In 1932, RCA introduced the Duo Jr. turntable designed to be plugged into radios.
Separation from General Electric
In 1930, the U.S. Department of Justice brought antitrust charges against RCA, General Electric and Westinghouse. As a result, GE and Westinghouse gave up their ownership interests in RCA. RCA was allowed to keep its radio factories, and GE and Westinghouse were allowed to compete in that business after 30 months.
RCA demonstrated an all-electronic television system at the 1939 New York World's Fair, and developed the USA's first television test pattern. RCA began regular experimental television broadcasting from the NBC studios to the New York metropolitan area on April 30, 1939 via station W2XBS, Channel 1 (which evolved into WNBC channel 4) from a transmitter atop the Empire State Building. At the same time, RCA began selling their first television set models in various New York stores. With the introduction of the NTSC standard, the Federal Communications Commission authorized the start of commercial television transmission on July 1, 1941. World War II slowed the deployment of television in the United States, but RCA again began selling television receivers almost immediately after the war ceased. (See also: History of television) RCA was involved in radar and radio development in support of the war effort. RCA ranked 43rd among United States corporations in the value of wartime military production contracts. This greatly assisted RCA in its television research.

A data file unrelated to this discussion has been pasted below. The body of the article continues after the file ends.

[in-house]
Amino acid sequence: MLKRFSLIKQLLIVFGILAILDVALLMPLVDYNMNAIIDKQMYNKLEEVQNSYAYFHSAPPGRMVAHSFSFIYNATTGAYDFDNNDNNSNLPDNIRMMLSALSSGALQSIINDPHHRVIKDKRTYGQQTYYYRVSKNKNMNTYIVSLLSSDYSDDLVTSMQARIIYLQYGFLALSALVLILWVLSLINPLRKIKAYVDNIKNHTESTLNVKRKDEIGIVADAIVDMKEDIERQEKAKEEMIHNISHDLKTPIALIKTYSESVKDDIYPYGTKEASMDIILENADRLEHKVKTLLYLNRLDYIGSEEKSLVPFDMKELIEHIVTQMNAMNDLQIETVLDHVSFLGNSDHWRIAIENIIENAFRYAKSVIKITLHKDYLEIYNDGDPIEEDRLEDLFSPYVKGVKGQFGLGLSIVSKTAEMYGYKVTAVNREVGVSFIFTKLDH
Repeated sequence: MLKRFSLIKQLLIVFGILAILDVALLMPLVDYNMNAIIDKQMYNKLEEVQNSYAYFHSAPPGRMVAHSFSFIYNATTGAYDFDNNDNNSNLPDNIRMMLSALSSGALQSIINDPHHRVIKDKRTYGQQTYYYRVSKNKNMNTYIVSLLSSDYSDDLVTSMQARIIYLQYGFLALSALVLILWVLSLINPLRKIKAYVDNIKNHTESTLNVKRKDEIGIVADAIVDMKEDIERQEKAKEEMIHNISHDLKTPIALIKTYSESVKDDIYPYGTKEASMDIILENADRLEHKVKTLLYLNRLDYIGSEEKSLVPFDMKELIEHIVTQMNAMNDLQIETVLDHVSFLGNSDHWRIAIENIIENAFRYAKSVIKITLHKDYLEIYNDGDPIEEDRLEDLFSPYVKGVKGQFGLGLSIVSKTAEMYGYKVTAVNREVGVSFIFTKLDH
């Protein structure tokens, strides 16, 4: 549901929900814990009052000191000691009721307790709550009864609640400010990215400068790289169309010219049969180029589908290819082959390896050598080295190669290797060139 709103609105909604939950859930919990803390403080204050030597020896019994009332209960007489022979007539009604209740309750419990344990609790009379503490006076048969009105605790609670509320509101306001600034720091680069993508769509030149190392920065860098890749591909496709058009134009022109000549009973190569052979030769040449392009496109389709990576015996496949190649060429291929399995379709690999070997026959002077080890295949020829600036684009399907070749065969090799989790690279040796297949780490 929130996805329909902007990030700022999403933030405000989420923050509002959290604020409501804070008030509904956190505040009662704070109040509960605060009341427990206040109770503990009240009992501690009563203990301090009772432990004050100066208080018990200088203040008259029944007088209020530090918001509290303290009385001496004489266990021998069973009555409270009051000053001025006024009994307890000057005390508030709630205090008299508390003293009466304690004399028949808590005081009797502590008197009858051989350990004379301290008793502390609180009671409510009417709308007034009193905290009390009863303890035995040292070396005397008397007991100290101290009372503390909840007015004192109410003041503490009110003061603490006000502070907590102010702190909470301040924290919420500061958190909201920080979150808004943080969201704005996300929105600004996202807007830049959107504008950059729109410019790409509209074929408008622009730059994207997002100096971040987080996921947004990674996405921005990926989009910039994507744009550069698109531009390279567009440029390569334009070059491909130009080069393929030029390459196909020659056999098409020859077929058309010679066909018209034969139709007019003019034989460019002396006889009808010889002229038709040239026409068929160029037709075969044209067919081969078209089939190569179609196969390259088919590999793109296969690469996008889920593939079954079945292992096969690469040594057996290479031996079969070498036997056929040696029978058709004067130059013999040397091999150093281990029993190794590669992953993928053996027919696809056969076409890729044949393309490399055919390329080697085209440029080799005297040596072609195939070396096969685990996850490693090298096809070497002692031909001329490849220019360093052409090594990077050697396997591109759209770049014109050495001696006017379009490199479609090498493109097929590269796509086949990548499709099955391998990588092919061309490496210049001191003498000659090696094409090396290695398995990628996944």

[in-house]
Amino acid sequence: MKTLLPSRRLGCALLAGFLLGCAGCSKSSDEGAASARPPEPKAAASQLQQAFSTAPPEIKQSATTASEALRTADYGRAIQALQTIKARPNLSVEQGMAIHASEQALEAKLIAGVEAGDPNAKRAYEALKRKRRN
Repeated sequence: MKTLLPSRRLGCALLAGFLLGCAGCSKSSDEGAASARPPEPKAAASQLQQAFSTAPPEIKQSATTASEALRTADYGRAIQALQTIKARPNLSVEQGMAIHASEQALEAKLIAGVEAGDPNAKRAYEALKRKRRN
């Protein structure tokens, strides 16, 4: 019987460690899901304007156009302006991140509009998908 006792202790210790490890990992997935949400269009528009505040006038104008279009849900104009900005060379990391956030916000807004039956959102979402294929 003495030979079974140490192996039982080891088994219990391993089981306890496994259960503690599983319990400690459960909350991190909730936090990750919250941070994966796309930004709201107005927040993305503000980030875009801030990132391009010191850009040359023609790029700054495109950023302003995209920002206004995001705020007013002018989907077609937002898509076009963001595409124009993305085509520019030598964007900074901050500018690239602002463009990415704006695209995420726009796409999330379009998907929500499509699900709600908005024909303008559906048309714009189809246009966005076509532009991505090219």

RCA was a major producer of vacuum tubes (branded Radiotron) in the United States, creating a series of innovative products ranging from octal base metal tubes co-developed with General Electric before World War II to the transistor-sized Nuvistor used in the tuners of the New Vista series of TV sets. The Nuvistor tubes were a last hurrah for vacuum tubes, and were meant to compete with the newly introduced transistor. Their combined power in the marketplace was so strong that they effectively set the selling prices for vacuum tubes in the US. By 1975, the company had completely switched from tubes to solid-state devices in their television sets, except for the main cathode ray tube (CRT).
Antitrust concerns led FCC to force the breakup of the NBC radio networks, a breakup affirmed by the Supreme Court of the United States. On October 12, 1943, the "NBC Blue" radio network was sold to candy magnate Edward J. Noble for $8,000,000, and renamed "The Blue Network, Inc". It would become the American Broadcasting Company (ABC) in 1946. The "NBC Red" network retained the NBC name, and RCA retained ownership.